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sards
sards

What is SARDs? – Sudden Acquired Retinal Degeneration Syndrome (SARDS) is a syndrome, which is characterized by a sudden onset of blindness in dogs. Approximately 50% of SARDS patients can have signs of the excessive appetite, excessive drinking and urination, and weight gain. SARDS usually develops in middle-aged dogs (predominantly in small and middle size breeds), and many of SARDS patients have a current or previous history of different auto-immune diseases. Clinical evidence and molecular data confirmed complex immunological mechanisms of retinal damage involving T-cells, macrophages, B-cells, activation of the retinal pigment epithelium, retinal auto-antibody production and complement activation confirming that SARDS is an immune-mediated disease, and not the disease of the unknown etiology. SARDS is not associated with the cancer. For more detailed information on clinical changes in SARDS and molecular mechanisms of SARDS you can read our peer reviewed article from the journal Veterinary Ophthalmology (published in 2018), which is available online for free:
 www_ncbi_nlm_nih_gov_pubmed_30109754.pdf
 onlinelibrary_wiley_com_doi_epdf_10_1111_vop_12597
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What is IMR? – Immune Mediated Retinitis (IMR) is a disease which is in many aspects very similar or almost identical to SARDS. Approximately 5% of IMR dogs may have an underlying cancer disease. Cancer presence may result in the excessive immune system activation with a goal of destroying the cancer, and in some cases the immune system will recognize identical molecules in the cancer cells and retinal cells, resulting in the misguided immune attack on the eye resulting in the vision loss and ultimately blindness (cancer-associated retinopathy - CAR).
For more detailed information on the cancer-associated retinopathy you can review our presentation from the Annual AmericanCollege of Veterinary Ophthalmology Conference in 2016:
 Ocular Oncology Keynote
 Rena Detachment Presentation
 ACVO Conference

IMR Image
Proposed molecular mechanism of retinal damage in SARDS and IMR involves activation of T-cells, macrophages and B-cells. Auto-antibodies may come to attack the retina from the systemic circulation, but may be also produced locally in the ocular tissues resulting in negative serology tests (image is adopted from the Grozdanic et al, Antibody-mediated retinopathies in canine patients: mechanism, diagnosis and treatment modalities. Vet Clin North Am Small Anim Pract. 2008 Mar;38(2):361-87 Review
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Are SARDs and IMR dangerous for the general health of my pet? – SARDs and IMR are autoimmune diseases, which can frequently cause kidney damage (proteinuria, microalbuminuria, membranous glomerulonephritis), pancreatitis, low level of thyroid hormones (hypothyroidism), liver function abnormalities (elevation of liver enzymes, increased sensitivity to systemic steroid therapy), high blood pressure (systemic hypertension), pseudo-Cushing’s disease symptoms (excessive thirst and urination, excessive appetite and weight gain) and neurological symptoms (loss of vision, hearing, smell sensation, ataxia, depression, lethargy, change in mentation). These changes can be dangerous to the overall health of affected dogs. A detailed evaluation of the systemic organ status is highly recommended for these patients, even if no therapy for the possible vision restoration is planned.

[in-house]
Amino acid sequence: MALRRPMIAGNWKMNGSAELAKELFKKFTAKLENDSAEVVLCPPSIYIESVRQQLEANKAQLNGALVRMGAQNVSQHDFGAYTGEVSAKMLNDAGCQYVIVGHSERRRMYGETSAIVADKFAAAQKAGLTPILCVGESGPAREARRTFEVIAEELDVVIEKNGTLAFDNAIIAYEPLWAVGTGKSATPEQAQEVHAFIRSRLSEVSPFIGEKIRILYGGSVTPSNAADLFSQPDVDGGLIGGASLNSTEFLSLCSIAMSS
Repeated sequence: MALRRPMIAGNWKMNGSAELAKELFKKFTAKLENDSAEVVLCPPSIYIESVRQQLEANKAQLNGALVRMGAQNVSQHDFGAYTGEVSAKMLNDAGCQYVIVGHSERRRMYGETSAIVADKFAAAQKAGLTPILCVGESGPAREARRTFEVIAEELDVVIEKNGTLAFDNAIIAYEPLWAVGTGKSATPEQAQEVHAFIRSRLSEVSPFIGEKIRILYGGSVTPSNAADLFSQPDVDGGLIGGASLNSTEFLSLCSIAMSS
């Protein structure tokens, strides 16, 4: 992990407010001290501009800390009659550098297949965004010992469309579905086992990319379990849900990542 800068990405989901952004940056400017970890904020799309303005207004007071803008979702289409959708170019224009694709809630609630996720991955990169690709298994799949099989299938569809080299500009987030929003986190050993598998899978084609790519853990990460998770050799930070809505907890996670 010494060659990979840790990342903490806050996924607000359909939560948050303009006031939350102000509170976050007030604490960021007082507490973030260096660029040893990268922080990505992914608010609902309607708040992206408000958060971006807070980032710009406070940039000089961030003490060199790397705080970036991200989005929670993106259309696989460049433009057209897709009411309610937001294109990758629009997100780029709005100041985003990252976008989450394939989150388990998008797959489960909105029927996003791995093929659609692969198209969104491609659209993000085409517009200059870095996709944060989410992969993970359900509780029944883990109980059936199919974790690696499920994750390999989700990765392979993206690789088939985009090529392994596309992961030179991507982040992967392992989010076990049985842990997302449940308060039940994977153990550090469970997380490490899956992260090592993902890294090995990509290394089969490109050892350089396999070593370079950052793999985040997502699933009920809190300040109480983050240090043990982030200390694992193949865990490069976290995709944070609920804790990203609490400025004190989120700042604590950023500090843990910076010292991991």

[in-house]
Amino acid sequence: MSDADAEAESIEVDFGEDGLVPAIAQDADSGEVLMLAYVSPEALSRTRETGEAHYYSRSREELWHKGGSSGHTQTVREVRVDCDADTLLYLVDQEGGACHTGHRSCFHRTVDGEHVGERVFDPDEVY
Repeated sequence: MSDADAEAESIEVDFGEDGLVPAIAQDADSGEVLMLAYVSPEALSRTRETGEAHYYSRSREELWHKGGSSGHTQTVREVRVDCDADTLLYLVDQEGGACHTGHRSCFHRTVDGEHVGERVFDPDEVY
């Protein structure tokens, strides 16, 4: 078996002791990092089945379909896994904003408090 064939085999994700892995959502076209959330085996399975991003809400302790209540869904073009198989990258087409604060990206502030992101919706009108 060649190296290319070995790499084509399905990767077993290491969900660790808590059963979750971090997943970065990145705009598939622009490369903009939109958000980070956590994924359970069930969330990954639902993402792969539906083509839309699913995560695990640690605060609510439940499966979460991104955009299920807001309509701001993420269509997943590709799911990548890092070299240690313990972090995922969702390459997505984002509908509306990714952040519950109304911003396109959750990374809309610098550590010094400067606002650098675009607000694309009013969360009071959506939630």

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Are SARDs and IMR treatable diseases? – Over the last 10 years, our team had developed a completely novel diagnostic and treatment protocols for these diseases. We usually pursue systemic immunosuppressive therapy in combination with the systemic or intraocular intravenous immunoglobulin (IVIg) treatment with a goal of restoring some vision. In many patients, additional medical therapy is recommended to address possible abnormalities associated with function of different organs (kidneys, liver, endocrine glands, brain, etc.). We give the maximum effort to carefully tailor medical treatment for each patient with a goal of minimizing any possible side effects, and maximally increasing the chance for the successful treatment outcome. Based on our data, the most frequent cause of death in SARDS patients are pancreatitis, kidney failure and uncontrolled immune-mediated diseases affecting the gut, liver, brain and spinal cord. Similar causes of death are observed in IMR patients, however the patients with the history of the cancer, usually die as a result of the cancer progression.